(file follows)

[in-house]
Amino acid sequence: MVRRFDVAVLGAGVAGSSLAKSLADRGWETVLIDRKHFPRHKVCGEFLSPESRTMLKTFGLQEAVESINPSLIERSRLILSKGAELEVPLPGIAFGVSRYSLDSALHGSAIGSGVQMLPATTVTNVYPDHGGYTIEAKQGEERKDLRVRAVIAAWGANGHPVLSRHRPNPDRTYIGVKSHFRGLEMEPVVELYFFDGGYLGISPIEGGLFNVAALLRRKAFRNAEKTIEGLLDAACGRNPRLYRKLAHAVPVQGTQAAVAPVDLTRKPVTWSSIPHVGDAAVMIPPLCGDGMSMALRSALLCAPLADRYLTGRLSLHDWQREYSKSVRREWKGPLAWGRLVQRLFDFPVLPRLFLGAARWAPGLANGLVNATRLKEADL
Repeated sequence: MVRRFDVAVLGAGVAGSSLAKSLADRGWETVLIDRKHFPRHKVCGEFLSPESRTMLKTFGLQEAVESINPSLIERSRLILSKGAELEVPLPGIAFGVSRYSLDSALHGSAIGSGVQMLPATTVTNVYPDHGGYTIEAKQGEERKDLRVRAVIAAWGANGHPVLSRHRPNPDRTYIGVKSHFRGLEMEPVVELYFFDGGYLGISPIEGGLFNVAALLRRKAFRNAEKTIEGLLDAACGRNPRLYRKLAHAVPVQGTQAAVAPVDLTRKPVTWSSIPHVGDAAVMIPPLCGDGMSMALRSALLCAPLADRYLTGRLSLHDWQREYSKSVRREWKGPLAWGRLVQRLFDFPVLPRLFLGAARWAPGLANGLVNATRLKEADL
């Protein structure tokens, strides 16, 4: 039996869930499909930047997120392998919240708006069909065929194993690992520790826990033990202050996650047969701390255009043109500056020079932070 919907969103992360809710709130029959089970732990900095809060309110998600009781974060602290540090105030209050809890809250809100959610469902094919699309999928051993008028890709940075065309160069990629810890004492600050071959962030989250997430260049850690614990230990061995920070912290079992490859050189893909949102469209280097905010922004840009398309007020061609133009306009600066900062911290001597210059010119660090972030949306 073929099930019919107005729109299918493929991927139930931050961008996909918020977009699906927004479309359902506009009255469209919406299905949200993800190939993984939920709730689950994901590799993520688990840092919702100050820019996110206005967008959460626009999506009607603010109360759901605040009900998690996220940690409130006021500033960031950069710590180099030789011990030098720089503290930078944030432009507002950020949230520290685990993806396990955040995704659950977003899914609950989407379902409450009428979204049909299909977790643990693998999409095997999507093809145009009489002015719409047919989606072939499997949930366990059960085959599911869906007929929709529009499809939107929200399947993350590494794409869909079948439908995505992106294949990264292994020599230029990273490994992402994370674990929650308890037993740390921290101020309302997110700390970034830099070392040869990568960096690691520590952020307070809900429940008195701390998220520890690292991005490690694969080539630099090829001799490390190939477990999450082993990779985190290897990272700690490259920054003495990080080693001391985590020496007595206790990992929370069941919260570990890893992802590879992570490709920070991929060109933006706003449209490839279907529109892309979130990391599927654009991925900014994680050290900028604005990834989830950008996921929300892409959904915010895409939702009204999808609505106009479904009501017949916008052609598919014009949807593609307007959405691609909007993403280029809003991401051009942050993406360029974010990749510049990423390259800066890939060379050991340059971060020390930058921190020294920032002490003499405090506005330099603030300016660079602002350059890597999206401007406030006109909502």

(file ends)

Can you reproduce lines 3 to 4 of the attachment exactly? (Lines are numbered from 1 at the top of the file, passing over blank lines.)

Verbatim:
Repeated sequence: MVRRFDVAVLGAGVAGSSLAKSLADRGWETVLIDRKHFPRHKVCGEFLSPESRTMLKTFGLQEAVESINPSLIERSRLILSKGAELEVPLPGIAFGVSRYSLDSALHGSAIGSGVQMLPATTVTNVYPDHGGYTIEAKQGEERKDLRVRAVIAAWGANGHPVLSRHRPNPDRTYIGVKSHFRGLEMEPVVELYFFDGGYLGISPIEGGLFNVAALLRRKAFRNAEKTIEGLLDAACGRNPRLYRKLAHAVPVQGTQAAVAPVDLTRKPVTWSSIPHVGDAAVMIPPLCGDGMSMALRSALLCAPLADRYLTGRLSLHDWQREYSKSVRREWKGPLAWGRLVQRLFDFPVLPRLFLGAARWAPGLANGLVNATRLKEADL
């Protein structure tokens, strides 16, 4: 039996869930499909930047997120392998919240708006069909065929194993690992520790826990033990202050996650047969701390255009043109500056020079932070 919907969103992360809710709130029959089970732990900095809060309110998600009781974060602290540090105030209050809890809250809100959610469902094919699309999928051993008028890709940075065309160069990629810890004492600050071959962030989250997430260049850690614990230990061995920070912290079992490859050189893909949102469209280097905010922004840009398309007020061609133009306009600066900062911290001597210059010119660090972030949306 073929099930019919107005729109299918493929991927139930931050961008996909918020977009699906927004479309359902506009009255469209919406299905949200993800190939993984939920709730689950994901590799993520688990840092919702100050820019996110206005967008959460626009999506009607603010109360759901605040009900998690996220940690409130006021500033960031950069710590180099030789011990030098720089503290930078944030432009507002950020949230520290685990993806396990955040995704659950977003899914609950989407379902409450009428979204049909299909977790643990693998999409095997999507093809145009009489002015719409047919989606072939499997949930366990059960085959599911869906007929929709529009499809939107929200399947993350590494794409869909079948439908995505992106294949990264292994020599230029990273490994992402994370674990929650308890037993740390921290101020309302997110700390970034830099070392040869990568960096690691520590952020307070809900429940008195701390998220520890690292991005490690694969080539630099090829001799490390190939477990999450082993990779985190290897990272700690490259920054003495990080080693001391985590020496007595206790990992929370069941919260570990890893992802590879992570490709920070991929060109933006706003449209490839279907529109892309979130990391599927654009991925900014994680050290900028604005990834989830950008996921929300892409959904915010895409939702009204999808609505106009479904009501017949916008052609598919014009949807593609307007959405691609909007993403280029809003991401051009942050993406360029974010990749510049990423390259800066890939060379050991340059971060020390930058921190020294920032002490003499405090506005330099603030300016660079602002350059890597999206401007406030006109909502």